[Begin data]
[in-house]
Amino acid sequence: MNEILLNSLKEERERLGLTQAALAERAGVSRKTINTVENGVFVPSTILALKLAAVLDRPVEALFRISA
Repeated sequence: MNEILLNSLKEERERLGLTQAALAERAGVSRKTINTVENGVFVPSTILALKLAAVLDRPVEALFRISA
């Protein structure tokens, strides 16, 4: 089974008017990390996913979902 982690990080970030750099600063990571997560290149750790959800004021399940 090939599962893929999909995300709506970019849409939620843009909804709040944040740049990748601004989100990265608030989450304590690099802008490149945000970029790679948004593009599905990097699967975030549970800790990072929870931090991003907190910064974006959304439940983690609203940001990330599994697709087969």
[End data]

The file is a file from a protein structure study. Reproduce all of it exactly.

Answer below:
[in-house]
Amino acid sequence: MNEILLNSLKEERERLGLTQAALAERAGVSRKTINTVENGVFVPSTILALKLAAVLDRPVEALFRISA
Repeated sequence: MNEILLNSLKEERERLGLTQAALAERAGVSRKTINTVENGVFVPSTILALKLAAVLDRPVEALFRISA
């Protein structure tokens, strides 16, 4: 089974008017990390996913979902 982690990080970030750099600063990571997560290149750790959800004021399940 090939599962893929999909995300709506970019849409939620843009909804709040944040740049990748601004989100990265608030989450304590690099802008490149945000970029790679948004593009599905990097699967975030549970800790990072929870931090991003907190910064974006959304439940983690609203940001990330599994697709087969």